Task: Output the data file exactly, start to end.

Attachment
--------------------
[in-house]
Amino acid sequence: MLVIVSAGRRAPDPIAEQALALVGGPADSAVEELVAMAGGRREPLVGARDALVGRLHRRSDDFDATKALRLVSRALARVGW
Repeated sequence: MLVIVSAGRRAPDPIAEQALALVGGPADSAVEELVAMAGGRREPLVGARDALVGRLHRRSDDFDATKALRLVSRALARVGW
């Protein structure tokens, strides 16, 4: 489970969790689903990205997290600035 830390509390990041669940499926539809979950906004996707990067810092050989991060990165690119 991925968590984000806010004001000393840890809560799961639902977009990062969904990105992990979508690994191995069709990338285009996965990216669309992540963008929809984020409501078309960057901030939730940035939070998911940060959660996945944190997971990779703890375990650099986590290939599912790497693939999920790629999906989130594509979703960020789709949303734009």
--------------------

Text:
[in-house]
Amino acid sequence: MLVIVSAGRRAPDPIAEQALALVGGPADSAVEELVAMAGGRREPLVGARDALVGRLHRRSDDFDATKALRLVSRALARVGW
Repeated sequence: MLVIVSAGRRAPDPIAEQALALVGGPADSAVEELVAMAGGRREPLVGARDALVGRLHRRSDDFDATKALRLVSRALARVGW
């Protein structure tokens, strides 16, 4: 489970969790689903990205997290600035 830390509390990041669940499926539809979950906004996707990067810092050989991060990165690119 991925968590984000806010004001000393840890809560799961639902977009990062969904990105992990979508690994191995069709990338285009996965990216669309992540963008929809984020409501078309960057901030939730940035939070998911940060959660996945944190997971990779703890375990650099986590290939599912790497693939999920790629999906989130594509979703960020789709949303734009």